Podcast • November 23, 2012

Egypt’s Revolution Continues: the Talk of Tahrir

Click to listen to three middle-class “revoltionaries” with Chris Lydon renewed protests in Cairo’s Tahrir Square (26 min, 11.8 meg) CAIRO — We’ve been in Tahrir Square all day till nearly midnight, recording the sound ...

Click to listen to three middle-class “revoltionaries” with Chris Lydon renewed protests in Cairo’s Tahrir Square (26 min, 11.8 meg)

Three Revolutionary Voices: Law Professor Hossam Issa; Engineer Mamdouh Hamza; and Architect Abbas Mahmoud Abbas. Photo Credit: Mark Fonseca Rendeiro

CAIRO — We’ve been in Tahrir Square all day till nearly midnight, recording the sound of Egypt’s democratic revolution coming back strong on the street against President Mohamed Morsi’s assertion yesterday of sweeping personal authority.  As someone just said to me: “The first wave (Jan 2011) dropped Mubarak. The second wave dropped the military. And the third wave (today) is dropping the Muslim Brotherhood.” Another says: “Say goodbye to the Square (Tahrir).  The demonstrators will not leave until Morsi leaves.”

This is a very big reversal of “the story,” which took the form in the NYT analysis today that Hillary Clinton had embraced Morsi in Cairo two days ago for brokering peace in Gaza between his friend Hamas and our friend Israel; further, that the US had its strong, safe partner back in Egypt, a recovery of the US old palship with the ousted president Mubarak.  

In Cairo from a score of people I encountered today, this is taken as incitement: “Hillary comes and gives Morsi a star they way they do with kids in kindergarten.  She gives him a green light to be a dictator, a fascist.  So the US has a new dictator in Cairo.  A new Mubarak? No! Worse than Mubarak.” Another version: “Every time the US government comes to Egypt, we get hurt.”

So a crowd of many thousands — festive, strong, various, good-tempered, completely welcoming to me with my Radio Open Source T-shirt that says (not that they read it) “Here to Listen” on the back — pretty well filled Tahrir by early afternoon, then grew in size and energy (reinforced by soccer-fan “ultras”) into the night.  “It’s the end of Morsi and of US policy,” said the respected novelist Ibrahim Abdel Meguid (who has published four books with the American University in Cairo Press). “The secular people and the liberals made the Revolution. The Muslim Brotherhood are thieves. They come in with the Americans, the Israelis and others and they take over… It’s the most important moment since January 25 last year,” meaning the start of the anti-Mubarak protests. “And it’s a turning point for Egyptian history — whether we will be Egypt, or be reduced to religious tribes from Saudi Arabia.”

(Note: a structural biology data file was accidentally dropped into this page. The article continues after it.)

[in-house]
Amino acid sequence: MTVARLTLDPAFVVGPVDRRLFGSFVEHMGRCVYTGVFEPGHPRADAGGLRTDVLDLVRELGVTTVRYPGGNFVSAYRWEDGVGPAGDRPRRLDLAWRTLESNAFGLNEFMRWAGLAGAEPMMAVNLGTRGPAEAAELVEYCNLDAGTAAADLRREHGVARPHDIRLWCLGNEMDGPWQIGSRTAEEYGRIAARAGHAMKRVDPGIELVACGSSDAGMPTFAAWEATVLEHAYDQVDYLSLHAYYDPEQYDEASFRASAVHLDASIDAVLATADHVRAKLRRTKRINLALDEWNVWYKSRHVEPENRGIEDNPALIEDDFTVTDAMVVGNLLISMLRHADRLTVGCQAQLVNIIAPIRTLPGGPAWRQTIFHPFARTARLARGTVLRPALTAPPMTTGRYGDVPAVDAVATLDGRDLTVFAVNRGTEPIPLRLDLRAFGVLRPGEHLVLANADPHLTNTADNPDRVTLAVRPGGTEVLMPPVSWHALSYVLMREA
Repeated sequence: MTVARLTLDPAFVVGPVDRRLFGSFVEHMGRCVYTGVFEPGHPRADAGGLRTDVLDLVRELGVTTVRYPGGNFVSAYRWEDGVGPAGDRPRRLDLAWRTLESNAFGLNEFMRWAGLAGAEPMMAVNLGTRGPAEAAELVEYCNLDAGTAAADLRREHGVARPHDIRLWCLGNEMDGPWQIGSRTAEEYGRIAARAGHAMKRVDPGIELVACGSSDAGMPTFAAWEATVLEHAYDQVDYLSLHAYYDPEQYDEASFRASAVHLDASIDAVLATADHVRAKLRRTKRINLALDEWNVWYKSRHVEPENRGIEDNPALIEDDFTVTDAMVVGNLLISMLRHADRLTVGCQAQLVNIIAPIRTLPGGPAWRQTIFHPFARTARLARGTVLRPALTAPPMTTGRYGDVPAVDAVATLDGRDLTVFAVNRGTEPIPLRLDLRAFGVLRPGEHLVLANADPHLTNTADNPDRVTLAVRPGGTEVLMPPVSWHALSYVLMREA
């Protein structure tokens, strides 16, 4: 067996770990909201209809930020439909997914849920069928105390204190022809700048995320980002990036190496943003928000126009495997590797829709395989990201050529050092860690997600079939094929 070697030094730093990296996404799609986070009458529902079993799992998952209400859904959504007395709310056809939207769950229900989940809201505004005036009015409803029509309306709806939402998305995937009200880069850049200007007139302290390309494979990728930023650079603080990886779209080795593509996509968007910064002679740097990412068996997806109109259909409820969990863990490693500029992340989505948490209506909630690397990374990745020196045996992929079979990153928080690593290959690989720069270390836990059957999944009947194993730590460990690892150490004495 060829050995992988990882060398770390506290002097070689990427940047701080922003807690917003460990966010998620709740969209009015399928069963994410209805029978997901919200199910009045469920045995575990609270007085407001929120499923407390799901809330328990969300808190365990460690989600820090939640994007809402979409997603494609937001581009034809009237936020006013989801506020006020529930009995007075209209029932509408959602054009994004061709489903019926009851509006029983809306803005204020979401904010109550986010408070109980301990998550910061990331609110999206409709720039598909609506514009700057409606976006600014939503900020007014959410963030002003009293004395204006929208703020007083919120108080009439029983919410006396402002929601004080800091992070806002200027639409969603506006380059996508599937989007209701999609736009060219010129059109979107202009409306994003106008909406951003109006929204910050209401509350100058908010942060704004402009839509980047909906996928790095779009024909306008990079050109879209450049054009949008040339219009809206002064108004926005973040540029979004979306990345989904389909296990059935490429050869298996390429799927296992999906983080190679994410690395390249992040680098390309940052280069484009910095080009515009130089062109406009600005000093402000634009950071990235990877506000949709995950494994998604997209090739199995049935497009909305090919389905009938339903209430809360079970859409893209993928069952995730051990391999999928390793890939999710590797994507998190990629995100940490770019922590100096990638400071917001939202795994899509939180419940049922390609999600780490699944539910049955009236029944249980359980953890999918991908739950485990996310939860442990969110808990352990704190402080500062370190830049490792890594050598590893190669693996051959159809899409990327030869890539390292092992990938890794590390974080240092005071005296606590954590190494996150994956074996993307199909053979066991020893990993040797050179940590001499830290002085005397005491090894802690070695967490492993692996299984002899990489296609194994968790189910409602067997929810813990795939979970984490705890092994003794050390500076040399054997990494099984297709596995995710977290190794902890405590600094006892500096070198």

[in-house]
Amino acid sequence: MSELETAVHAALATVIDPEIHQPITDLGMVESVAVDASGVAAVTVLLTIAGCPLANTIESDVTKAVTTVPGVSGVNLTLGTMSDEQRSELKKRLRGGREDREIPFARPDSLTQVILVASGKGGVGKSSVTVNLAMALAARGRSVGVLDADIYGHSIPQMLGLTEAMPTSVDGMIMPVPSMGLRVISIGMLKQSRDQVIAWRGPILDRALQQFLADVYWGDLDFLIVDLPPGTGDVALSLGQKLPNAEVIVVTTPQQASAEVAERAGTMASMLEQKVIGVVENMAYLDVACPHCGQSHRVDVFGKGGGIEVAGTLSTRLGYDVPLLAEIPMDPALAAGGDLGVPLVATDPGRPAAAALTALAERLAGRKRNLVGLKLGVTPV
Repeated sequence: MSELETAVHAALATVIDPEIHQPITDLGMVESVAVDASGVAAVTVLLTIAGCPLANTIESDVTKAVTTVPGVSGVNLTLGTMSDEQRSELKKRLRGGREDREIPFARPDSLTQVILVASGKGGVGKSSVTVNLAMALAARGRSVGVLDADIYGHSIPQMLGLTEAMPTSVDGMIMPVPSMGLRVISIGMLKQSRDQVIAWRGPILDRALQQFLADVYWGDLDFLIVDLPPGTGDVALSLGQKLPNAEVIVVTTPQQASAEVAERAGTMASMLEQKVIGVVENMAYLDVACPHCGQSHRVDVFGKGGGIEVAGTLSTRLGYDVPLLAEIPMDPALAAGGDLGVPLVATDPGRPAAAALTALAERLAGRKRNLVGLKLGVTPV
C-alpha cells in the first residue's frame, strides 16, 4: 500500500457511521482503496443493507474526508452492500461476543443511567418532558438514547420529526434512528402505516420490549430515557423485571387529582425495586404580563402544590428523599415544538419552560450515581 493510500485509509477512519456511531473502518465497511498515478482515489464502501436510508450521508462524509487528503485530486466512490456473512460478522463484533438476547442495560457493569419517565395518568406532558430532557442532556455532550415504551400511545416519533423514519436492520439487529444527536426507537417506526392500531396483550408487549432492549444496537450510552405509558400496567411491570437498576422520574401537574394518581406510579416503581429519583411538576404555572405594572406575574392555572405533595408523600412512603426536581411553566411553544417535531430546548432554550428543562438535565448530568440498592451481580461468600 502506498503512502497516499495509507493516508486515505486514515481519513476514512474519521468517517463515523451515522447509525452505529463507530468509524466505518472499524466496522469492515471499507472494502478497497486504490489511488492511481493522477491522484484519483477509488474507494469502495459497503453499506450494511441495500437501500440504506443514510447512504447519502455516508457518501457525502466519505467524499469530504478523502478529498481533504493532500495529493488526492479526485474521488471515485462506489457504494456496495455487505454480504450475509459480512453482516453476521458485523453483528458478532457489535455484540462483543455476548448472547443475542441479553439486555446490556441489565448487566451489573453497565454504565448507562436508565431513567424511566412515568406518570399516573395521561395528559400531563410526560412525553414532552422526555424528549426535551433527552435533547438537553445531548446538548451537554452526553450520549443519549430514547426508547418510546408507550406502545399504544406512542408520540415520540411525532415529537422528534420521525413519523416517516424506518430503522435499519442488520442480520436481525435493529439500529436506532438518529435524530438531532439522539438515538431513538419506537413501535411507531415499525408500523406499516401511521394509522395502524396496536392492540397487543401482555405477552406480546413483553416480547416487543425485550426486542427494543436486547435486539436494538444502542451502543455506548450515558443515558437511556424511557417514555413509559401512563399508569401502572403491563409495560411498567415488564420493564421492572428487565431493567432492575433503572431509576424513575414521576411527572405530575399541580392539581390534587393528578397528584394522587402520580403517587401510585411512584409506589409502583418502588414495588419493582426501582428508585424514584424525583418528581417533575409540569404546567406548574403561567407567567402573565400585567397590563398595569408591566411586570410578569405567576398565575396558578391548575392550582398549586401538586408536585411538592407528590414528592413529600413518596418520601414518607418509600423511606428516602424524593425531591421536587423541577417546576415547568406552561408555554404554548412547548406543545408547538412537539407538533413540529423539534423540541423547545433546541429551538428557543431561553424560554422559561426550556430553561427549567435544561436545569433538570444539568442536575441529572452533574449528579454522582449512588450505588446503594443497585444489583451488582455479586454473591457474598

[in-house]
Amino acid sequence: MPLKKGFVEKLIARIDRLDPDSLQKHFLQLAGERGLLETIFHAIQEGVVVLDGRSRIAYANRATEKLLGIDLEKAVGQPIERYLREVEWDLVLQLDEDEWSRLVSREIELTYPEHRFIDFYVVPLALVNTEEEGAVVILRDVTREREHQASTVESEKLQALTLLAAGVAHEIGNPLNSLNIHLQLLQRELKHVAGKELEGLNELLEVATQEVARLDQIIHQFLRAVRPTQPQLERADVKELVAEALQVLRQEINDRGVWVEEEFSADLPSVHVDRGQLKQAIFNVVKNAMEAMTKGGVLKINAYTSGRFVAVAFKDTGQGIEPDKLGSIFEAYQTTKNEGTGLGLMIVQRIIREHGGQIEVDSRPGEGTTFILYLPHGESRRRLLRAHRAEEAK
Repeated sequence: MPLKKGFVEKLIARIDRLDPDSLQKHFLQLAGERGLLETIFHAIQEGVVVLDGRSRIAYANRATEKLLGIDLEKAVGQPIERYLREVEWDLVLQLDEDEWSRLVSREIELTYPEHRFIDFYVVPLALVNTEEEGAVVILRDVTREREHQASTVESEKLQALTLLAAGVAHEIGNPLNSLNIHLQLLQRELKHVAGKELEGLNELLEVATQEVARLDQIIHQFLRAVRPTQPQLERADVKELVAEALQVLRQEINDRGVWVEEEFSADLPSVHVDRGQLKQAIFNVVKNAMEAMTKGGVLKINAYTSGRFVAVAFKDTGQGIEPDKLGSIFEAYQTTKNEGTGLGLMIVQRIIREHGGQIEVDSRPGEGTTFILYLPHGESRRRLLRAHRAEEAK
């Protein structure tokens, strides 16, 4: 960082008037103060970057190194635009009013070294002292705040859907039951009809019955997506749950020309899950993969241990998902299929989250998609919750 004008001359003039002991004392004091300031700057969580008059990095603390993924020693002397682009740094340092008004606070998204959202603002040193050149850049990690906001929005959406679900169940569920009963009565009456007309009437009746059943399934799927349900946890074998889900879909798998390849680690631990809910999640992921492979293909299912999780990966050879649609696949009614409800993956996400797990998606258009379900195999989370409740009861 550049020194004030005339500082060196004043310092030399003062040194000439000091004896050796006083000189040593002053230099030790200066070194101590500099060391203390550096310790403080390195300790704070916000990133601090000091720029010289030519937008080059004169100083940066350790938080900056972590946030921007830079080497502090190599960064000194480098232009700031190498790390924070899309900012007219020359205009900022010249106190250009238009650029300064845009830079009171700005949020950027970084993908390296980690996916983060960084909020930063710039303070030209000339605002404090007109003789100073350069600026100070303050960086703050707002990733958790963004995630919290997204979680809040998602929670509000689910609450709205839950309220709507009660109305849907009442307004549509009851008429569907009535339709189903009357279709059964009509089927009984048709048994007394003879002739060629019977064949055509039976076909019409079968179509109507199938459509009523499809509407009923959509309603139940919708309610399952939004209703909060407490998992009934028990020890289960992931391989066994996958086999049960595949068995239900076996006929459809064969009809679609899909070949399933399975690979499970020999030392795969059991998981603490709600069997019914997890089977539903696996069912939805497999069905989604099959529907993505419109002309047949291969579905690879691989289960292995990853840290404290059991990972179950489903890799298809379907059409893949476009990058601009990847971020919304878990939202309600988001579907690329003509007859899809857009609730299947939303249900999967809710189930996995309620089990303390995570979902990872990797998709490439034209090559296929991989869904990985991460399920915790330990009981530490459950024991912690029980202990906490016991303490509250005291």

“Not since the Pharoahs,” said a lively middle-aged civil engineer and architect, Abbas Mahmoud Abbas, speaking of Morsi’s claim of one man rule. “And the Pharoahs had to face judges in the afterlife! The Muslim Brotherhood goes by Mafia rules, exactly like the Mafia! This protest will go on all night. The people want to drop the regime. Don’t worry — Morsi must leave.”

It’s taken as given by everyone I met near Tahrir today that the US government helped engineer the election last summer of Mohamed Morsi and the elevation of the Muslim Brotherhood, long in outlawed opposition; and further that money and manhood are deeply engaged in the next round, too.

“The Muslim Brotherhood are capitalists,” said Said Abdel Nasser, who makes and sells fine jewelry in the tourist market here. “They don’t want Egypt to be a production nation. They want it to be a supermarket. They are castrating the Egyptian craft and industry, to replace it with new trade capitalism, without any industry for Egypt, just McDonalds.”

The demonstrators — for all their determined purpose — looked all day and night like a loose, inclusive, sober sporting crowd. “I see representatives of all Egypts here,” said the writer Ibrahim Abdel Meguid, who was being embraced continously as a cultural star and friend of the revolution from the beginning. “I see activists, merchants, villagers, peasants, actors and actresses, musicians and artists. But the majority is young men who made the January revolution, and many will continue.”

They were exuberant and good-humored today, happy to be taking President Morsi on directly. “The people want the regime to fall,” they chanted. Then simply, in a single word in Arabic, “Frauds… Frauds… Frauds!” One playful little band led a donkey around the Square, named “Morsi,” of course.

Nobody we met in the Square professed to have plan, or to know what will happen next. Tear gas was fired sparingly from the vicinity of the Interior Ministry in the early evening, but we did not see police intervening anywhere with the crowds. Might the Muslim Brotherhood attack in some fashion? Probably not, people said. Word was around that protesters in Alexandria had trashed, or maybe burned the Brotherhood’s headquarters there — and that the police had made no concerted move to stop them. “If the Brotherhood does attack us,” a 60-year-old demonstrator told me, “we will defeat them.” 

Podcast • November 19, 2012

Elias Khoury: an upheaval in “souls, bodies, imaginations…”

Click to listen to novelist Elias Khoury in conversation with Chris Lydon on the Arab unpheaval. (27 min, 12 meg) This revolution is mainly a cultural event, not a political event. It was an explosion ...

Click to listen to novelist Elias Khoury in conversation with Chris Lydon on the Arab unpheaval. (27 min, 12 meg)

This revolution is mainly a cultural event, not a political event. It was an explosion — against the madness, irrationality and brutality of the situation. It happened with no mediation by intellectuals, no strategy, no “idea.” It came from the depths of the society, spontaneously. Even the participants were totally astonished, even the “heroes” were taken by surprise…